After 1700 BC near the Saini. Kairos 59: Balor, Captain of the Hyksos
The ship hurtled toward the ground as it spun out of control.
“Pull up,” Decker yelled.
“Pull up,” Lincoln echoed Decker’s words softly, as he reached for the reigns of Alexis’ horse. Alexis buried her face in her hands. She did not want to watch.
“There.” Elder Stow took his eyes off his scanner long enough to point. Someone ejected from the craft. The man had had something like a parachute, though it looked more like wings.
The single person craft hit the ground and made a big ball of flame. The person with the parachute-wings caught the updraft, and hopefully not too much of the explosion. He managed to use the wings to steer away from the wreckage and fire, but he did not look too steady. He came down too fast. Maybe the wing-parachute got some holes in it. Lockhart put down his binoculars when the person fell behind some trees.
“Hey!” Lockhart yelled. Artie rode all out toward the downed pilot. Katie and Elder Stow followed hot on her trail. “Boston,” Lockhart called to the girl. She had wandered out on the wing to get a better angle on the crash, but she had already started riding like a maniac to catch up to Artie, Katie, and Elder Stow.
Lockhart said no more. He started after the maniacs at less than breakneck speed. Major Decker, Lincoln and Alexis followed him.
Artie rushed through the woods and dismounted at the edge of the tree line. She had not gone mad. She understood the risk and calculated it was worth it. The pilot landed not far away, and looked to be trying to sit up. He looked broken, but her own sensors suggested he still functioned.
“Over here,” Artie yelled back to the ones behind her. She did not wait for Katie to arrive. The pilot looked at her through mist filled eyes. He blinked before he moaned and collapsed to his back.
“Not human,” he said, before his eyes closed. Artie could not be sure if he saw that she was an android, like him, or if he thought she was human and he was warning her about himself.
“Elder Stow, hurry,” Artie yelled back, but the elder hurried as much as his short Neanderthal legs could hurry. Artie knelt beside the pilot and extended her sensors to examine his insides. He did not appear to be badly damaged, but he looked different on the inside. He had some systems she did not recognize. “Hurry,” she repeated softly. Ever since her obedience crystal burned out, Artie had come to understand things like pain, fear, and helplessness.
Katie arrived and took Artie gently by the shoulders. “Let Elder Stow work.” She lifted Artie to her feet and held her back while the Gott-Druk took her place, kneeling beside the pilot. He had a disc in his hand which he quickly applied to the android’s temple. One twist of a button, and the android stopped making noise.
“Is he dead?” Artie asked Katie, tears forming slowly in her android eyes. Boston rode up, not stopping at the edge of the trees. She dismounted like the rodeo rider she had been before she became an elf. She spoke like the technological genius she remained.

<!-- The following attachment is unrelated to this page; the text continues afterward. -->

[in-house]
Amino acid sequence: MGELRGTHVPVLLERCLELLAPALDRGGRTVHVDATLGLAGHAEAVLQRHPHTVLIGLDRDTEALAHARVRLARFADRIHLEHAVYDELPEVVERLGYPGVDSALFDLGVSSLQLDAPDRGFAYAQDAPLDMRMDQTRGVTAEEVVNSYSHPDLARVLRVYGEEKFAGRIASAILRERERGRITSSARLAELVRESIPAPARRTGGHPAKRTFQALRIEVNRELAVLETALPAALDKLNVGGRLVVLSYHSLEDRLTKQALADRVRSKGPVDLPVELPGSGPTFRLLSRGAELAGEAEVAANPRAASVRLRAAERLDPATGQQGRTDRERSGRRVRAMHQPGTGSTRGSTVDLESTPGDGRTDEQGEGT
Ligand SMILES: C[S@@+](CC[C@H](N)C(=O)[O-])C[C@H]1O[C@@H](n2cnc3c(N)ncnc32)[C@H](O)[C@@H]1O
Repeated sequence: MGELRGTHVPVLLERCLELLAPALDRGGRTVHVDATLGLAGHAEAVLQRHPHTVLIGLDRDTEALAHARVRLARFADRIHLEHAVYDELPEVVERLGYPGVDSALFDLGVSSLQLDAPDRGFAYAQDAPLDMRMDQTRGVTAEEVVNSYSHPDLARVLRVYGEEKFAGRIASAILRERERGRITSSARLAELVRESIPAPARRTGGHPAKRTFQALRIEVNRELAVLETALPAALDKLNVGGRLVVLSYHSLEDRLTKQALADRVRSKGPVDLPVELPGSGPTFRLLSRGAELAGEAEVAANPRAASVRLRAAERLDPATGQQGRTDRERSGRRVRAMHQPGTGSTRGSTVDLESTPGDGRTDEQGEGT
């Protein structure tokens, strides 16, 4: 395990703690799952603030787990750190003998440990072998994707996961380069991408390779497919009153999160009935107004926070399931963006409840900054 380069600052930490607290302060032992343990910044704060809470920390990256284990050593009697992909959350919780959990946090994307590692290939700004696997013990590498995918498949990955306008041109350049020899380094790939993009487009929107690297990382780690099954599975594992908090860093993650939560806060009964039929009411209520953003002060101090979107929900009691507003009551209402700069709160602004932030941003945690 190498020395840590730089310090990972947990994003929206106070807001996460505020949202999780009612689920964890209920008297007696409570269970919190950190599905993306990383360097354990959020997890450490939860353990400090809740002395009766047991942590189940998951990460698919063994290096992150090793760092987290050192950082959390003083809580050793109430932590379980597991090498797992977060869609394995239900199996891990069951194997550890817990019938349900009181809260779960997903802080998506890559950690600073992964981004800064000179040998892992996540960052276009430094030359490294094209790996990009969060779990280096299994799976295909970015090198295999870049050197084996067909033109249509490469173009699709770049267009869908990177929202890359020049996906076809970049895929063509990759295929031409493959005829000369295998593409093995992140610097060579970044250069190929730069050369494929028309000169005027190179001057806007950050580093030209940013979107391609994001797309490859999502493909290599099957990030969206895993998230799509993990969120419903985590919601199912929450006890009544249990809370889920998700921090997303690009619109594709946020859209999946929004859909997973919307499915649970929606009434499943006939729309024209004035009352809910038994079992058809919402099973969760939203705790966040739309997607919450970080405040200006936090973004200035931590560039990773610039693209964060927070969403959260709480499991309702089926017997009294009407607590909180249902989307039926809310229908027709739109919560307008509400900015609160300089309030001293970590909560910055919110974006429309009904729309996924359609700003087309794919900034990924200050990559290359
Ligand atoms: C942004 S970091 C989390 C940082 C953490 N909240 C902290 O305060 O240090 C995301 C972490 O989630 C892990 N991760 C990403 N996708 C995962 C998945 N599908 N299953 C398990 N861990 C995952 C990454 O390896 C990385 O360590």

“No,” Boston answered Artie, having heard the question with her good elf ears. “That’s the same disc Elder Stow used to help you rest and heal after your own crash.”
“This one isn’t so badly broken,” Elder Stow reported, as he opened the android’s chest. “I believe he just caught the shock wave of the explosion and hit the ground rather hard.” The elder worked and thought a moment before he explained in terns the humans could understand. “Like being thrown into a brick wall by a concussion grenade. Some systems are in shock, but they will come around shortly and consciousness will return… A-ha.” Elder Stow used his sonic device to disconnect something. “The long-range detonator, in case the android obedience crystal ceased to function.” He flipped it to Boston. “Dispose, please.”
Boston caught the detonator, but gave the elder a mean look. She raced off a hundred yards at elf speed, about sixty-miles-an hour, and heaved the detonator as far as she could. It took a second to race back to the others.
Artie turned into Katie’s motherly arms and tried to keep her composure while Elder Stow worked.
“An improved model,” Elder stow said. “The Anazi are learning.”
Katie spoke around Artie. “According to Lincoln, it has been around a hundred and twenty years since we found Artie.”
“Yes. I imagined something like that,” Elder Stow said. “Many systems have been miniaturized and enhanced, and some new abilities have been added. This time, though, I think I best wait until the android can tell me what is not working properly. On Artie, I did a lot of guesswork.”
“What?” Artie looked up and stood on her own two feet again.
“I mean, even this one is still a very primitive construction compared to what I am used to. I fear that in the course of fixing your systems, I may have improved and enhanced a number of them, unknowingly.”
“But I am functioning just fine,” Artie insisted.
“Good, good.” Elder Stow closed-up the android on the ground and got his scanner to scan the android’s head.
“You didn’t like, awaken her, did you?” Katie asked about Artie being sentient and self-aware—a true artificial intelligence.
“Eh?” Elder Stow paused to consider what he got asked. “No, no. Her brain casing remained intact, as it is with this one. She had the capacity all along. Her abilities for many things were just depressed by the obedience crystal. I burned the crystal on this one as well, by the way. We will see when he wakes up.”